God’s Classroom–my Garden

There are times in the dead of winter that I have a hard time imagining ANYTHING will every be growing or blooming in my flower beds.
Then Spring and Summer come and it’s an 
EXPLOSION of color that can’t be contained.
Somewhere in the middle of all that green there are plants vying for sunlight and air, wishing for water to nourish their leaves and roots.
They all manage to grow with what they’ve got, but many, many times
there are mint plants next to the carnations that I really didn’t plant there.
Or Columbine seeds in between the peonies, escapees from last year’s burst flower pods.

The unwanted Columbine is lovely to look at and the catmint has an herba-luscious smell,
but they’re both in the way of the growth of the flowers I really want there.
There are too many of them, too close together,
crowding out the air and groundspace, limiting the growth and overshadowing the leaves.

As I have been meditating on John Chapter 15 (and memorizing with the online group at Do Not Depart) I was stopped by Jesus’ words about pruning:

“2 Every branch in me that does not bear fruit he takes away, 
and every branch that does bear fruit he prunes, 
that it may bear more fruit.”

I’ve always thought about pruning as something painful….like the process of cutting back my lilacs in the summer or the way my husband wantonly hacks back the wayward branches on our Susan Magnolia.

Words like ‘ouch!’ usually come to mind.

But the other day as I dug out the roots of the mint plant (the runners were everywhere) I heard the Holy Spirit say, “This is how I prune you, reminding you about the ‘too much’ and the ‘too close together’ growth you have in your life.  You need to go after things by the roots, dig between the plants and pull out the extra growth that’s not from Me.”

I realized there are many good things I give my time to but they’re not all God things. (Often times they’re Jody Things.) (Funny, Ann Voskamp wrote just the other day about the power of our ‘yeses’ and our ‘no’s, what we keep and what we prune.)

If I want fruit in my life–and I do!–fruit that will remain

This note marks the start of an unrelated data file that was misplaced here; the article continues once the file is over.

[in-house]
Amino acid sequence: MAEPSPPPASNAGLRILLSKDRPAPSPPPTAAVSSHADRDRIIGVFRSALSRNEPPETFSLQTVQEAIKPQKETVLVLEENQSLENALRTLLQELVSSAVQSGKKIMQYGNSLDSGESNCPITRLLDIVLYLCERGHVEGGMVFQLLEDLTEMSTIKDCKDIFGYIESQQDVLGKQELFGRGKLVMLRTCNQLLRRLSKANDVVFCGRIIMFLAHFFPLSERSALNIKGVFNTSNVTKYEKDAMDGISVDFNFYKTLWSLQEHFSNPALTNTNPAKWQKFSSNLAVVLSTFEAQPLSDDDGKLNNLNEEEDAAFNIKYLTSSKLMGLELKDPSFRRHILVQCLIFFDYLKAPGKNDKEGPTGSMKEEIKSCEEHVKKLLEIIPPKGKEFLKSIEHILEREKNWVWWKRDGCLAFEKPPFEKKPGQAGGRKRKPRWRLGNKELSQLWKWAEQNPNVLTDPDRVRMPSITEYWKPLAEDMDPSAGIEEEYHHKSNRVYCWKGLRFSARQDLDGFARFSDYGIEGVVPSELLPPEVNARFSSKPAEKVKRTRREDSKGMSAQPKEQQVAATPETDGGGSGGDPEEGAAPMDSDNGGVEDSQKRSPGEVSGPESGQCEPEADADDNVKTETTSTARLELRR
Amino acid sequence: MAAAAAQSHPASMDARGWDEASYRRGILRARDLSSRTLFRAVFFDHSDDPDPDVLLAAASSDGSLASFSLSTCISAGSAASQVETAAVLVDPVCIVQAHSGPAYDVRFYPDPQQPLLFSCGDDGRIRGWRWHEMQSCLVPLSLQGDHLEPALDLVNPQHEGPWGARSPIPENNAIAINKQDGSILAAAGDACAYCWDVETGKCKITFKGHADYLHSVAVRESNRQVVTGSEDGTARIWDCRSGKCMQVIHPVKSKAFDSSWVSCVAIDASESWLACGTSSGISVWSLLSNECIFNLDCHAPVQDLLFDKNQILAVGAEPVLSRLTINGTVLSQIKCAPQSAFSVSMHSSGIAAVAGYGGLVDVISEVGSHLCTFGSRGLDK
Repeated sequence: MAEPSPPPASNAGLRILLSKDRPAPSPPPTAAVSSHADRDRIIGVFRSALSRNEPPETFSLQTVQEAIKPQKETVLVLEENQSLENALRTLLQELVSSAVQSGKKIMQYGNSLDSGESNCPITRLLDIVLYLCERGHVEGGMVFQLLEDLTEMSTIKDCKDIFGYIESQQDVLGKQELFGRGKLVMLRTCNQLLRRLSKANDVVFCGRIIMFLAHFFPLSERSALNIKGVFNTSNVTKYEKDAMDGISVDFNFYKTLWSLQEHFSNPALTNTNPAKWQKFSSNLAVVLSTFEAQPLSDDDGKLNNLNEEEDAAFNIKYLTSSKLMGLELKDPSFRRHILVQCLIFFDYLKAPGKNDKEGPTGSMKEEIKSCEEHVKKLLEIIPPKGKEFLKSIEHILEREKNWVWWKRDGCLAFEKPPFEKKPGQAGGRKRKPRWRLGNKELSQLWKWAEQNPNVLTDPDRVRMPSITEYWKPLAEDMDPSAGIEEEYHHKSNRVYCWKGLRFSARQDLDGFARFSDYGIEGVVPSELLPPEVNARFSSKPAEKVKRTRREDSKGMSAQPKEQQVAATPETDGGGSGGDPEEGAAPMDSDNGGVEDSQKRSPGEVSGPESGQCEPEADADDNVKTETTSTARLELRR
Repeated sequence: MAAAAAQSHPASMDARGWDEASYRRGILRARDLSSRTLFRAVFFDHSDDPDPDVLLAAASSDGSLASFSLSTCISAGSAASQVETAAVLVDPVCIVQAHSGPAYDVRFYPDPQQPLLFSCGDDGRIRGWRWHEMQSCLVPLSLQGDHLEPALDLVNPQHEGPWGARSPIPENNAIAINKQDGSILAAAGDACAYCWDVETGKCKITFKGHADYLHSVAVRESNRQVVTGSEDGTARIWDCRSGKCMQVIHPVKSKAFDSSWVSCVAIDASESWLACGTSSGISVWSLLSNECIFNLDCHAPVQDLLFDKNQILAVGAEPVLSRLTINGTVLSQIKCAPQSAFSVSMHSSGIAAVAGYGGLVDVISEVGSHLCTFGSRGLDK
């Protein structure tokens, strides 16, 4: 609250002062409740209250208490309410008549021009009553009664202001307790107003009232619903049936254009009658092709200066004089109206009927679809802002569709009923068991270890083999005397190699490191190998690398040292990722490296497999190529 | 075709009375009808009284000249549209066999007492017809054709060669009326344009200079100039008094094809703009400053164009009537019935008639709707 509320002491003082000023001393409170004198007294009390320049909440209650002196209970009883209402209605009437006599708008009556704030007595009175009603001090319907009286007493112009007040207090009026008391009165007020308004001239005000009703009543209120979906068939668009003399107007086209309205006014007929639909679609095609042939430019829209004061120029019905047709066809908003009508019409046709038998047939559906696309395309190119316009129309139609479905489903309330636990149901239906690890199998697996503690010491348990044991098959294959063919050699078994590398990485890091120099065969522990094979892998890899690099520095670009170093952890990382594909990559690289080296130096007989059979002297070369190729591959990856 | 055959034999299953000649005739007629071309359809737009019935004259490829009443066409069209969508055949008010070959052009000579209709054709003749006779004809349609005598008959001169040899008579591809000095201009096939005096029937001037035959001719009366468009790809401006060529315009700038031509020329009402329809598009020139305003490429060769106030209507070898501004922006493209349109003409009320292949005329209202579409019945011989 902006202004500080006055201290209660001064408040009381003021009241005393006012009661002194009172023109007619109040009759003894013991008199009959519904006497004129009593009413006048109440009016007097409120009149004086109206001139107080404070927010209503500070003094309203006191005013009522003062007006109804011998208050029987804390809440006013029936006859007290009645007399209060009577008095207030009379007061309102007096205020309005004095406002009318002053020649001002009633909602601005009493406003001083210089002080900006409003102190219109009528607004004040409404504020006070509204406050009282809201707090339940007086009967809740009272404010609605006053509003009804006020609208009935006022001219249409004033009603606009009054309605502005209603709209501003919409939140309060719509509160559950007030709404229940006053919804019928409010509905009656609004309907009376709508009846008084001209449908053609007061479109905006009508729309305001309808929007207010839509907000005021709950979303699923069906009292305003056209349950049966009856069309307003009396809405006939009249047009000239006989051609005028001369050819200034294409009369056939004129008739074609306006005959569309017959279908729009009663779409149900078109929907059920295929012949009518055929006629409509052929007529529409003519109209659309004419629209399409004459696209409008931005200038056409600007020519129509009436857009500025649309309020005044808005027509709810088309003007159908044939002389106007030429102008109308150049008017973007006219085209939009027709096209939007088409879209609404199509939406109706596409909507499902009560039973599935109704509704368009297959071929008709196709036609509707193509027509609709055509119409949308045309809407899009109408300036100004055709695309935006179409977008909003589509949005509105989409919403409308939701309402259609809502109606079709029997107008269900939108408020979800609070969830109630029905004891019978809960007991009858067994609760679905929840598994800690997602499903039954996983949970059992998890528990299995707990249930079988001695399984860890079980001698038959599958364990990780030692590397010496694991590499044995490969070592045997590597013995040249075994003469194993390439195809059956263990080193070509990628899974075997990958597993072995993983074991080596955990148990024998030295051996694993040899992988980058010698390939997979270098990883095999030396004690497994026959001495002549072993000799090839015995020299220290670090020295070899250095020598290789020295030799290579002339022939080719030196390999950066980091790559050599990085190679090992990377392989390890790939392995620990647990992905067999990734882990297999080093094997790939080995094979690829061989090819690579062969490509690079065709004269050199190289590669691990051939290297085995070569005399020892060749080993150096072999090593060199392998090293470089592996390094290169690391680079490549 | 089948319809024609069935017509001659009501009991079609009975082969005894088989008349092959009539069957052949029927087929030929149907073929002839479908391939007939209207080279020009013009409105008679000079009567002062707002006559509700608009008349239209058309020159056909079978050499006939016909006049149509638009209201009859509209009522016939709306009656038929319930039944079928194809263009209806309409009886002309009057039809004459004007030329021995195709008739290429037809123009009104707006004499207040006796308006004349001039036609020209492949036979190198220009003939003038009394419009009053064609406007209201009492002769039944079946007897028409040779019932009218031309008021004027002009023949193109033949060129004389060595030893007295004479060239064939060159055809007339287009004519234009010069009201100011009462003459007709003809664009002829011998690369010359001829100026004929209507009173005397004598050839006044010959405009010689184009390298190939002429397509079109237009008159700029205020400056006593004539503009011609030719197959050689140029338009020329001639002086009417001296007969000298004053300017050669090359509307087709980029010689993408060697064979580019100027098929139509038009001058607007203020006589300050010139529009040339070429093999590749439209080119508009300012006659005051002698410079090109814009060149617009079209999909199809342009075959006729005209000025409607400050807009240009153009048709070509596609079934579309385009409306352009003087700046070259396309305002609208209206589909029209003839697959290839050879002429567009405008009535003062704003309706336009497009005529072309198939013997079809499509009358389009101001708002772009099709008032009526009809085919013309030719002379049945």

I want to hear the Holy Spirit speaking when it’s time to rip out what’s not from God
no matter how fragrant or beautiful it is. 
I want to bear fruit that God has produced, 
fruit like joy, peace, patience, kindness, gentleness
all those Jesus-like qualities that will make my Saviour’s beauty shine through.
Like the petals in my favorite flower.

How about you?
~~~~~~~~~~
Linking with Lyli for Thought Provoking Thursday

8 thoughts on “God’s Classroom–my Garden

  1. Your “too much and too close together” comment brought to mind the abundance of input we are privileged to enjoy, especially in America: powerful Christian reading in books, magazines and online, Bible studies, radio programming, worship opportunities, etc. But the fruit of the Spirit often grows from output rather than input–serving, listening, sharing, and giving. Sometimes we have to prune away some of the former in order to make room for the latter. Thank you, Jody, for sharing the beauty of your garden and the lessons you're learning there!

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  2. I'm so not a gardener, but I love thinking about the contrast of dead, wintry flower beds and the beautiful colors in the spring and summer. Your pictures capture that concept so well. I'm glad I linked up next to you at Lyli's place.

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  3. Two years ago, I planted a couple of small plants of Monarda, native to Missouri, at the urging of a beekeeping friend who said bees need nutrition, too.Those two plants now occupy a four-foot by three-foot space, and when it blooms (like right now), it looks like a bee convention — bumblebees, miniature bees, and honey bees. I can just stand there and watch God's creation at work.

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